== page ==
Is the Caledonian Canal the most beautiful waterway in Britain?
Scotland's west coast is home to some of the most dramatic natural landscapes in the whole of the UK, with its remote and mysterious islands, highlands and spectacular lochs.
From the glistening waters of Loch Ness, Loch Nevis and the Sound of Mull to the imposing Fort Augustus and Fort William (the departure point for the Jacobite steam train), the sights of the west coast draw visitors from all over the world, as well as from around the UK.
One of the best ways to see this magical part of the country is by making your way along the endlessly beautiful Caledonian Canal.
This stunning waterway runs from Inverness, the 'capital of the Highlands' to Fort William. It passes through a range of charming towns and villages, past lochs and verdant countryside, providing a wonderfully scenic way to travel through Scotland.
DISCOVER THE CALEDONIAN CANAL WITH KIRSTY WARK
If you're looking for a relaxing staycation in Scotland, this scenic waterway is an excellent place to start.
The Caledonian Canal first opened in 1822 and was built to provide a safe passage for ships between Inverness and Fort William, including those of the British Royal Navy.
Today, it offers a great way for visitors to travel from coast to coast, traversing magnificent scenery in the heart of the Scottish Highlands. The canal is around 60 miles long, with 22 of them man made and the rest formed by natural freshwater lochs.
There's an abundance of things to see and do along the Caledonian Canal, but one of the highlights is the world-famous Loch Ness, with the romantic ruins of Urquhart Castle perched on its shores.
EXPLORE THE CALEDONIAN CANAL WITH CAROL KIRKWOOD
You might also choose to pause at one of the many towns and villages that dot the banks of the canal. There's Invergarry with its mysterious castle ruins, and Fort William, where you can enjoy views of Ben Nevis, the highest mountain in Scotland.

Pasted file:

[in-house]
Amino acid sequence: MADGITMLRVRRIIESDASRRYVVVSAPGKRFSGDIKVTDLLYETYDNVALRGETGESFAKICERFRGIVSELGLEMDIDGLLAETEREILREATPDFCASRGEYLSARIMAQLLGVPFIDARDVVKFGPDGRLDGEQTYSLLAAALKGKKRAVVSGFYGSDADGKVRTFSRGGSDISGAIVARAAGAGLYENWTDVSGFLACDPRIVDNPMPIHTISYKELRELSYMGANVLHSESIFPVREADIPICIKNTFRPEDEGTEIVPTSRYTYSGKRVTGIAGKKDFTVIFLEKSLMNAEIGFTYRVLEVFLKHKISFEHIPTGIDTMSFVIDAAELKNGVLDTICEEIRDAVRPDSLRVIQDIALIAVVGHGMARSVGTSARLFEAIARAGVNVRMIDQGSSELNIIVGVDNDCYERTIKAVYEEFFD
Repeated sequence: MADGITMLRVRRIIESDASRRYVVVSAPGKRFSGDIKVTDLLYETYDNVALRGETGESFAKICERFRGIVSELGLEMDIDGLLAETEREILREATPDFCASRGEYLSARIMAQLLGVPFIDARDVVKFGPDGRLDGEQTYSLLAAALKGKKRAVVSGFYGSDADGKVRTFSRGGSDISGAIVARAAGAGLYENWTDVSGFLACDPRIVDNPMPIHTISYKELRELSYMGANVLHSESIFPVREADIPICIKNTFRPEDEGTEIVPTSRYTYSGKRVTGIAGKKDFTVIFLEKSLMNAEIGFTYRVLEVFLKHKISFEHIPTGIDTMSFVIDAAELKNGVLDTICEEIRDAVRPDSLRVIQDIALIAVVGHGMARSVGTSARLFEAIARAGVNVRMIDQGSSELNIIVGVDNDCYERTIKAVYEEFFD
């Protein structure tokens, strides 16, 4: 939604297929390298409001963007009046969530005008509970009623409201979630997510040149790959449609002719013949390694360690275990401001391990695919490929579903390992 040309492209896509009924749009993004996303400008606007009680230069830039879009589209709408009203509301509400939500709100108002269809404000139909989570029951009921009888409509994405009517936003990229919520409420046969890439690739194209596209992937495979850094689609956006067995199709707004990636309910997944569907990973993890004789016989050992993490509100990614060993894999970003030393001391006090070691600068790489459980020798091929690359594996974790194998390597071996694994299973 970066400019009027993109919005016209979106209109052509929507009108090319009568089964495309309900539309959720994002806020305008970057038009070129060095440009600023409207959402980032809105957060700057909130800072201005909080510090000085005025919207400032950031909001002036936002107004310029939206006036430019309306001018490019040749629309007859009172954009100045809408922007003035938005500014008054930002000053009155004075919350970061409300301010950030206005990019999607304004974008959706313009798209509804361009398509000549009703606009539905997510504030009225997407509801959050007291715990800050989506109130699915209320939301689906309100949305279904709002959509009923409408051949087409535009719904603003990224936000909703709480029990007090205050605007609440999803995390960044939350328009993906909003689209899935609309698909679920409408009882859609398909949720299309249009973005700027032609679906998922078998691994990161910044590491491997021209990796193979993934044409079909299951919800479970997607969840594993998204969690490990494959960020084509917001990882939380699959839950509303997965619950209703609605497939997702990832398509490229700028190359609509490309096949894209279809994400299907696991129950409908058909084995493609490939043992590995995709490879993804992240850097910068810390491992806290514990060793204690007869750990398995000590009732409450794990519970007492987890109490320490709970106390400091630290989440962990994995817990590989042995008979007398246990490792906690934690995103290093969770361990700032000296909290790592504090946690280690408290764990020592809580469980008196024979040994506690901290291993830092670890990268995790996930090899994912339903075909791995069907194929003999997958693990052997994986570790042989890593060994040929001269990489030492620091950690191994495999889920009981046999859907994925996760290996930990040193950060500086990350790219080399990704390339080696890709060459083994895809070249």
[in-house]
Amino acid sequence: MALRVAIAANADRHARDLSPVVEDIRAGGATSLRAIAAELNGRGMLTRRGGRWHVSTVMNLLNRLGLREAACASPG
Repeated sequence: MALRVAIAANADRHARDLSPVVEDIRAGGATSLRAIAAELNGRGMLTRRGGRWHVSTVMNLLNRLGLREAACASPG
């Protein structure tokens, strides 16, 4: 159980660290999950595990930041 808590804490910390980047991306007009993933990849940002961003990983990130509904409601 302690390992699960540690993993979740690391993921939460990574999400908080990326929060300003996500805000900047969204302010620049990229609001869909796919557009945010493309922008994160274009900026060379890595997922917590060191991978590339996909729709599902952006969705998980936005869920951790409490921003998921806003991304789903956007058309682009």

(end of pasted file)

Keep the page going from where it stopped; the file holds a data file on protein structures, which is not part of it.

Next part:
There are several ways to experience the canal, depending on the type of holiday you want and how much time you have.
You may choose to hire your own boat and traverse the canal in your own time. You should allow around three days to travel the entire length of the canal. But if you're in no particular rush, take some time to sail around Loch Ness, or jump on land to explore the wonderful waterside attractions along the way.
If you're visiting the canal on a day trip from elsewhere in Scotland you can spend time walking or cycling along the well-maintained paths on the banks of the canal. The Great Glen Way walking route will take you along sections of the canal towpath through some of the Highlands' prettiest scenery and alongside Loch Ness.
Alternatively, you can hire a canoe and paddle along a stretch of the canal at your leisure, admiring the native wildlife that calls the canal home. You might spot a beaver, grey heron, otter or a dazzling kingfisher as you paddle along.
If you're tempted to explore the Caledonian Canal, you can also join Country Living for an exclusive eight-day cruise on a yacht-style ship with TV weather star Carol Kirkwood in May.
Or try a six-day holiday with Country Living and broadcaster and journalist Kirsty Wark in October.
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